Variables are original data (eg sex and age at admission) and features the results of rendering the variables appropriate as model inputs (eg one-hot-encoded day of admission). Based on clinical and pharmacological experience we hand-picked pertinent variables likely to be informative to the prediction problem and realistically available in the clinical setting. These fall into three categories. Demographic: age at admission (numeric), sex (binary). Clinical: number of distinct drugs (ATC level 5) administered between admission and index (numeric); therapeutic drug classes (ATC level 2) used between admission and index (one-hot-encoded); the Elixhauser score at admission (numeric, AQHR adaptation);21 ICD-10 chapters of diagnoses recorded in the past five years before admission (one-hot-encoded); record of chronic kidney failure in the past five years before admission (ICD-10 N18* diagnoses, one-hot-encoded). Contextual: hour of admission (numeric, transformed as f(t) = abs(12 – t); see Supplementary Figure S1); weekday of admission (one-hot-encoded); number of admissions in the past 5 years before admission (numeric). In all, there were 98 features.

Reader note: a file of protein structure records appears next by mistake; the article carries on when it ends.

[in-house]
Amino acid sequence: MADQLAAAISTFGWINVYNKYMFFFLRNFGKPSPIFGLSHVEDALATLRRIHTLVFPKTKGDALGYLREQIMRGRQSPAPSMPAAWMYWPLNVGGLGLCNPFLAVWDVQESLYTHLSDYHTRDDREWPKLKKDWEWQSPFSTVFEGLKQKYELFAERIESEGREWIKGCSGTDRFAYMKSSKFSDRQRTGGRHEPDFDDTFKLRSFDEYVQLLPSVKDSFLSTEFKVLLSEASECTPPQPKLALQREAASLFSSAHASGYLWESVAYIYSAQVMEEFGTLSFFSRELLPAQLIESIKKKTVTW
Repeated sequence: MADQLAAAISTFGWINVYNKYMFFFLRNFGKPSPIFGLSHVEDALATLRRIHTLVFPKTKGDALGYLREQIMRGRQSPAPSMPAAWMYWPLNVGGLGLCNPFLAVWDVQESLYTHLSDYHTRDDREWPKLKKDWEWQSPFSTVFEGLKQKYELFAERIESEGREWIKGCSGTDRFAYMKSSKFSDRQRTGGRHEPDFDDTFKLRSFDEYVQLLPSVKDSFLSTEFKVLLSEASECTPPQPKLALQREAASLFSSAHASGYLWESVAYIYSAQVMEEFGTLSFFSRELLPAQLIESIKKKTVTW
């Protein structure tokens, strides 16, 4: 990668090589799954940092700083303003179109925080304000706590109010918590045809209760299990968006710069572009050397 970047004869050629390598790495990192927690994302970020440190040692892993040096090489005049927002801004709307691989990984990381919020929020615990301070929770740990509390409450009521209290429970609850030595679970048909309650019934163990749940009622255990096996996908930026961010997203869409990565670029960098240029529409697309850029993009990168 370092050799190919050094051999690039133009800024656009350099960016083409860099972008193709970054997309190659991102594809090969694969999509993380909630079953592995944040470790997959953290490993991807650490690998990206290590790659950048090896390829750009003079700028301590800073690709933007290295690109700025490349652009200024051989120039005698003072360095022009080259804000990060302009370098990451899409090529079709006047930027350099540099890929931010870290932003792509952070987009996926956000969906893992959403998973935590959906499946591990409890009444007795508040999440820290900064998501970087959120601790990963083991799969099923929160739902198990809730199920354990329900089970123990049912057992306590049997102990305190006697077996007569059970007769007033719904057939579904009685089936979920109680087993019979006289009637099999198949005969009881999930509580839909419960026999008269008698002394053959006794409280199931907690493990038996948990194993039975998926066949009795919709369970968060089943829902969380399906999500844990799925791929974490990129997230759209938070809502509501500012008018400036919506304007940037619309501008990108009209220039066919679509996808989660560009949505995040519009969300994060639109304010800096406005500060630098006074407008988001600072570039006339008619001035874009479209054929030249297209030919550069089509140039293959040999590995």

Missing values, only present for hour of admission and discharge, were imputed by sampling from the empirical distributions of valid values.
Models and Training
We tried two model architectures (linear logistic ridge regression and artificial neural network) with several binary outcomes defined by increasing thresholds of the daily rate of inappropriate doses (>0, ≥1, ≥2, ≥3 and ≥5). The neural network models were multi-layer perceptrons (MLPs) enabling speedy training and evaluation. We compared these full models with sparser versions (reference models with 9 features known to precipitate renal dysfunction, see Supplementary Figures S79–S82) for the outcomes >0 and ≥1 inappropriate daily doses, to assess the added benefit with respect to predictive performance of the full (richer) feature set.
All admissions starting before 1 July 2015 were assigned to the development set (42,250 admissions [81%] of 27,253 patients) and the rest to the independent hold-out test set (10,201 admissions [19%] of 8412 patients). Because admissions constitute the unit of analysis, some patients likely appear in both the development and test sets. Information may leak between the sets,22 so as a sensitivity analysis, we evaluated the performance also in the subset of test-set patients not in the development set.